“Noooooooooooooooooo! I’m not going unless you will stay there too!,” my daughter Esther pleaded with me as I attempted to coax her to attend our on-site preschool program. This was the third consecutive day she was choosing not to go. She was refusing child care as well, unless it were done by her mom Liz or me, and I was becoming frustrated. Esther was five years old, and wore a princess dress every day she was able. She was the type of five-year-old princess who climbed trees and got muddy, so thankfully she didn’t mind wearing dresses dirty.
Esther’s school was led by Cassidy, a community member who wove stories and adventure into a nature-based, mostly outdoor, learning experience. Emerald Earth is a small cooperative community, where all the adults share in domestic activities of cooking, cleaning, and caring for children. This meant that school and child care were provided by people Esther ate two meals a day with—most of whom Esther had known most or all of her life, but some who were recent arrivals or temporary interns. She knew Cassidy and the other adults and students well. Esther had loved school and appreciated most child care, until now.
The schoolhouse was on our land, and I would walk Esther there and try to leave but she would scream and cry unless I stayed. A panic came over her when I started to leave. It was so strong that I would just take her back out with me. It seemed like no solution I could create changed anything. After two weeks, I gave up walking her to school and would just ask her in the morning if she would go. The reply was always the same, “Will you be there, Papa?” She clearly wanted to stay with the other kids and Cass, but something didn’t feel safe.
When your child is stressed or acting out, being a parent in community can feel like living in a fish bowl. There is nowhere to hide. Everyone, with good intention, offers their analysis of what might be wrong or how you should handle it. “Maybe your attachment parenting causes her to be needy.” “I’ve heard teachers say you should just leave them at school and it gets better.” “You shouldn’t just let her do whatever she wants.” We absorbed these comments and others during this stressful time. Fortunately, though opinions were rampant, our community was supportive or at least willing to accept our choices and invite her into meetings and other adult activities. Weeks followed where Esther spent many hours sitting quietly in Emerald Earth business meetings or sitting next to me while I had work to get done on the computer. She would follow Liz or me wherever we worked so we would never be out of sight.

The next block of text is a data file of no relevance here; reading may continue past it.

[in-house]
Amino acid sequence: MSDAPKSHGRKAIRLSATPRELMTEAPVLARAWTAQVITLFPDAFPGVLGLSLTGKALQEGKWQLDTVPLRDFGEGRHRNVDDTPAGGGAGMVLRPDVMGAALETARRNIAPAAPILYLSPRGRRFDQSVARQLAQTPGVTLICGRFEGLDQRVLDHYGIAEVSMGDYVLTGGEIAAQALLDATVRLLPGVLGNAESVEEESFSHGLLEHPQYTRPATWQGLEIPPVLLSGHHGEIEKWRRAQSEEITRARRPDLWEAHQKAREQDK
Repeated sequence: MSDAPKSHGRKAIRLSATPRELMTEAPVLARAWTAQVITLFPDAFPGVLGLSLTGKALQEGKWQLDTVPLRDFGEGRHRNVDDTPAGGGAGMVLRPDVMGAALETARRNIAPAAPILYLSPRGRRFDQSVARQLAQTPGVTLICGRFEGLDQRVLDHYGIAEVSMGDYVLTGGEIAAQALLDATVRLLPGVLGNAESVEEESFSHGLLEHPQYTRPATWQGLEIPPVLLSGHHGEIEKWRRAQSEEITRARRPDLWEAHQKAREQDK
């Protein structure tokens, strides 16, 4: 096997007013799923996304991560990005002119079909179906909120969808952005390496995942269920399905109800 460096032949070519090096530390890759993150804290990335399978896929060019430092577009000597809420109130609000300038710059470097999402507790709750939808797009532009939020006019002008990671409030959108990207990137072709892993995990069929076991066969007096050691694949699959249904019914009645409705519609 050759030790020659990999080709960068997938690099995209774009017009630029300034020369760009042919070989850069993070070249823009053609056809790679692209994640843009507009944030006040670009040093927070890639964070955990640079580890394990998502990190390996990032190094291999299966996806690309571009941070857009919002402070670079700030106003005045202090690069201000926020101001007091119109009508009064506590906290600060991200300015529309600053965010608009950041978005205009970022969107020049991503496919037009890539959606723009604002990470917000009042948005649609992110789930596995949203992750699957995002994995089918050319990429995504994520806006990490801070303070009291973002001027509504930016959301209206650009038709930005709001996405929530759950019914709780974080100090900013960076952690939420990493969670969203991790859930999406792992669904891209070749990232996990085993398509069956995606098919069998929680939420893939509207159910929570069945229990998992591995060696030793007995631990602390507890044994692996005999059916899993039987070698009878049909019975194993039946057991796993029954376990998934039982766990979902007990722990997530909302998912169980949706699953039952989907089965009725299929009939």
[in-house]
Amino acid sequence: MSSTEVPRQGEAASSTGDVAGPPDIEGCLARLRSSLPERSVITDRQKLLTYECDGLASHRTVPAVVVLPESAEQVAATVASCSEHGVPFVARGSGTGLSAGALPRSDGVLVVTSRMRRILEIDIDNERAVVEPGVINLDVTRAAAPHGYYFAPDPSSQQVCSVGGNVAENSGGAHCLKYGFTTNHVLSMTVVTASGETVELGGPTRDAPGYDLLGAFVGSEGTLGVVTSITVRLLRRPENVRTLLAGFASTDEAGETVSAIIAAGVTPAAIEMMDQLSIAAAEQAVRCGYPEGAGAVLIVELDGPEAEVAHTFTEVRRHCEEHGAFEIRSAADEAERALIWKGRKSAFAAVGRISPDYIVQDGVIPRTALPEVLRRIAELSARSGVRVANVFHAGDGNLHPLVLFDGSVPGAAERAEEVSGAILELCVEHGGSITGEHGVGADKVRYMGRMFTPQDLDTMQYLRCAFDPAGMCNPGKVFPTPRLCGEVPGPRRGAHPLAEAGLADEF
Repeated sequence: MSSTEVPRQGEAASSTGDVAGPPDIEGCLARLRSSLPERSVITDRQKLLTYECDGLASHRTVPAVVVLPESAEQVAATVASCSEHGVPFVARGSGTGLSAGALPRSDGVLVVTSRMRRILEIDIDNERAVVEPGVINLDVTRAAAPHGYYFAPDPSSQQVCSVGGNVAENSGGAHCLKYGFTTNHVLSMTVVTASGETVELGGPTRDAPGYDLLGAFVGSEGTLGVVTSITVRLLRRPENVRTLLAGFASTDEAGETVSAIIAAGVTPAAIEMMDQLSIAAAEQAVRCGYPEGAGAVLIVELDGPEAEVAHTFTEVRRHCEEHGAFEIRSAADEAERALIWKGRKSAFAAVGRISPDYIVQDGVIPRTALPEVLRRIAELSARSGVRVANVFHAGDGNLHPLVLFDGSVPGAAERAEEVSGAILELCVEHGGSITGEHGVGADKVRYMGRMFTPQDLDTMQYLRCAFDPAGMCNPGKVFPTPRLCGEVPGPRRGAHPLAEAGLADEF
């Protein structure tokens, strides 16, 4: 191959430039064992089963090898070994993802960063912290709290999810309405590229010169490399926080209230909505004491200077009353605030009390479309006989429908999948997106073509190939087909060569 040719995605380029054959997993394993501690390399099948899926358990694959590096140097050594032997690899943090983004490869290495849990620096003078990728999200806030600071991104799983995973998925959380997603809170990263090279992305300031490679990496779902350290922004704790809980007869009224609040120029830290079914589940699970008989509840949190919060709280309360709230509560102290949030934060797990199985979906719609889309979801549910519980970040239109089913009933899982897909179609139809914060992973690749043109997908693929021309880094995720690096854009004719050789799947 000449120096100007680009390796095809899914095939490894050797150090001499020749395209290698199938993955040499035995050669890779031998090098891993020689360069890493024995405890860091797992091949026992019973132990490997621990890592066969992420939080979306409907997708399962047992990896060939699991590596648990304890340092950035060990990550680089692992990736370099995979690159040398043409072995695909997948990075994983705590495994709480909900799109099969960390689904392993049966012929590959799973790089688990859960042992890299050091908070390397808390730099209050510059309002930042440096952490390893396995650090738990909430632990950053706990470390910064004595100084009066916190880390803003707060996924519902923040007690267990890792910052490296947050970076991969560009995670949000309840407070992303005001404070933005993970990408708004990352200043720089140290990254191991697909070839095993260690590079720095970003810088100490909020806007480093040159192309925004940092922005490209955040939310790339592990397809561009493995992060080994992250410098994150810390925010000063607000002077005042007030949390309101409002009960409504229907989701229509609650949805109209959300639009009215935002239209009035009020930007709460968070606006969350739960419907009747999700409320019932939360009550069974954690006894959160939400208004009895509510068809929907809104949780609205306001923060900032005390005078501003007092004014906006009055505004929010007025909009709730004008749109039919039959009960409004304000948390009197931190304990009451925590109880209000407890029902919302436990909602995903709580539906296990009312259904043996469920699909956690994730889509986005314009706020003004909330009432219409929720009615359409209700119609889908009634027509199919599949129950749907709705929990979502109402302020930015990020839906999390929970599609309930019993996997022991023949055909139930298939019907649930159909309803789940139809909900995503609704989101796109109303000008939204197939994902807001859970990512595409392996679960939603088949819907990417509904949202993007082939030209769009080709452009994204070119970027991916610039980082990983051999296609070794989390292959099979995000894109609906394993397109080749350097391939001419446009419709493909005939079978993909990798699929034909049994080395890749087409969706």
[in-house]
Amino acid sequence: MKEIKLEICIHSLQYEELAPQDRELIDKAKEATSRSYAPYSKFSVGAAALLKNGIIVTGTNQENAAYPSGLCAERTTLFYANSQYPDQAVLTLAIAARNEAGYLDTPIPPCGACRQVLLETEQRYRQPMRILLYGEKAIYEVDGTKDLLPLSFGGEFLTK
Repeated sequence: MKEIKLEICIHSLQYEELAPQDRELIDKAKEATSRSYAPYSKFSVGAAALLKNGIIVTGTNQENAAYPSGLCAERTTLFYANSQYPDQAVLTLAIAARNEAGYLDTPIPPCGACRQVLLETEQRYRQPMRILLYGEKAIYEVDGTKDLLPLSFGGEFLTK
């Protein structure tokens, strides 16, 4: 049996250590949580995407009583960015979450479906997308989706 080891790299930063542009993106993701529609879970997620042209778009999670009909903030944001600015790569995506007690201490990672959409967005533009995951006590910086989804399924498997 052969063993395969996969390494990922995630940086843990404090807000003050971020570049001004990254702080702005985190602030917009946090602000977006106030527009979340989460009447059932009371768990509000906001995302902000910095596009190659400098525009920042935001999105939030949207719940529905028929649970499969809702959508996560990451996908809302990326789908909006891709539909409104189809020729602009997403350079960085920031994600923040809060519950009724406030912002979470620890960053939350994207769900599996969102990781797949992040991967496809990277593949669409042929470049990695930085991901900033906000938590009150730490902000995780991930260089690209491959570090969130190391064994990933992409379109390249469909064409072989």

“You would really rather sit here while I do computer work, than play with Cass and the kids?” I’d ask. She would just nod “yes” in reply or ask me to come to school or do my work there. I did that when I was able, sitting in the back bedroom of the house that was serving as our school using my laptop to complete my work as a GIS consultant.
It was challenging at times to trust that we were doing the right thing by accommodating her, and as weeks became months, I began to wonder how this would turn out.
One night, however, Esther created her own solution to her challenge. Esther asked me to join her in a role play game (which we often do). She made up the story, and she asked me to take the role of Esther.
“Go to sleep,” she said.
I slept, and she came as the Tooth Fairy and woke me to tell me to go to sleep again, as she was going to take me on a journey to fairy land.
I slept again, and the Tooth Fairy (Esther) came and flew me to fairy land to meet the Princess of the Fairies. The Princess (Esther’s new role) wanted to come back to Emerald Earth with Esther. She flew Esther back. Then the Princess went to live in an oak tree that another fairy we know lives in. She said to the other fairy, “Tomorrow, I’m going to go to school with Esther.”
“But, I don’t go to school,” I said.
“Would you go to school if I came with you?” she asked.